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Discussion Starter · #1 ·
Went out with my buddy last night to his farm pond. Big thunderstorm had passed through just before we put the boat in. Water was muddy as all get out, like chocolate milk. We tried everything in our tackle boxes but got skunked. Man I Hate That!

When I fly fish, the muddy water usually means I go to big and ugly flies in dark colors so I tried that last night with my jigs and crank baits. Also Tried all sorts of plastic worms and craw patterns in the darkest colors I had. Even tried some spinner baits but all I had was white/chartreuse colors. I couldn't find the 1/4 stick of dynamite, but was ready to use it by the time we left.


Guess that's why it's called fishing, not catching. Good excuse to go back tonight I reckon...
 

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Red X Angler
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Smaller waters that are usually pretty clear get very tough to find a bite when they mud up. Just have to keep at it till they turn back on. Sounds like you probably did the right things. I might have tried a creature bait on a drop shot and just keep wiggling it in place for as long as you can stand it, hoping the fish will eventually find it or key in on the vibration, but that's all theory crafting.
 

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Discussion Starter · #4 ·
Smaller waters that are usually pretty clear get very tough to find a bite when they mud up. Just have to keep at it till they turn back on. Sounds like you probably did the right things. I might have tried a creature bait on a drop shot and just keep wiggling it in place for as long as you can stand it, hoping the fish will eventually find it or key in on the vibration, but that's all theory crafting.
Thanks for the suggestion surfrider. I am definitely low on patience, like most newbies I guess. Also, I currently only have two casting rigs and I really need to add a lighter spinning rod/reel to my arsenal. I think drop shot technique is best on such a set up? I was actually looking around the forum earlier looking for suggestions for my first spinning combo. I think a trip to my local Gander Mountain is in order. I'm gonna need a bigger boat.
 

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Discussion Starter · #5 ·
Ive noticed that the fish usually just arent interested in feeding after the storm, but before they are in a feeding frenzy. Its all about the barometric pressure.


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I'm learning stuff every day bassmaster3363. I pretty much knew that the muddy water would be a problem, but didn't think about the high or low pressure. Is it the big swing in pressure right before and after a big storm that affects the fish, or are specific barometric pressure situations preferred?
 

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The drop in barometric pressure before the storm is usually when the fish start feeding. Pros such as Mike Iaconelli keep barometers in the boat etc. A good sign to look for is high winds and the leaves turning over that is a sin of a drop in pressure. If I was at the pond you were at I would probably fish a black trickworm on a dropshot or shaky head or like you mentioned use a spinnerbait (with colorado blades!!!) and slow roll it so the fish can hone in on it. I have fished muddy water before so if you have any other questions shoot me a pm and I would be happy to give you my two cents worth lol.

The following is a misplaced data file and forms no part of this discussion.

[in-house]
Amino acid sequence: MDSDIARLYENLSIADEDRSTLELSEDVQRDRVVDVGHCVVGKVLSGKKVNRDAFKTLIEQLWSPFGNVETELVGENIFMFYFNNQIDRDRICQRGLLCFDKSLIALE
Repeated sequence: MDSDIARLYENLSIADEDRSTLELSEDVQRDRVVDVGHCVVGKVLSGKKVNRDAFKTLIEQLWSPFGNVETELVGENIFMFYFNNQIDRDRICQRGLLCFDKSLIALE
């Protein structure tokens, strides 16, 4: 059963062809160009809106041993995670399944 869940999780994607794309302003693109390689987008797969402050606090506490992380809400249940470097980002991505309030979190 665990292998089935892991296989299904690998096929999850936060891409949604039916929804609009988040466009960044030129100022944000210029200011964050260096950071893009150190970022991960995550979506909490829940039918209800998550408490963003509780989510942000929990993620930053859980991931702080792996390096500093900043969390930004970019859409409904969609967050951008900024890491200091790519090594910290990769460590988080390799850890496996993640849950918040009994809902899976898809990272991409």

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I have never bought into the whole barometric pressure thing and fish biting or not biting. Weather changes dont stop them from eating, it just changes the conditions so they go somewhere else to eat based on the changing conditions.
 

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Red X Angler
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I have never bought into the whole barometric pressure thing and fish biting or not biting. Weather changes dont stop them from eating, it just changes the conditions so they go somewhere else to eat based on the changing conditions.
I think that is mostly true for larger bodies of water, but I do think that for ponds and very small lakes, abrupt changes in conditions do tend to turn them off for a little.

I do also think that falling barometric pressure tends to spur more aggressive feeding, but I agree with Neil that on lakes fish can be found and caught in almost any conditions if you're diligent and patient to find them.
 

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I've been there. In muddy water you want to throw contrasting colors with a crank bait, I usually opt for a blackback chartruese with a rattle. Crank her real slow. If you are throwing anything metallic, you want to use bronze, not silver. A yellow white spinner with bronze willow blades may work as well. Key to plastics in muddy pond water is throw them weightless, and let them fall naturally. These are some basic tips to fishing muddy water, good luck!
 
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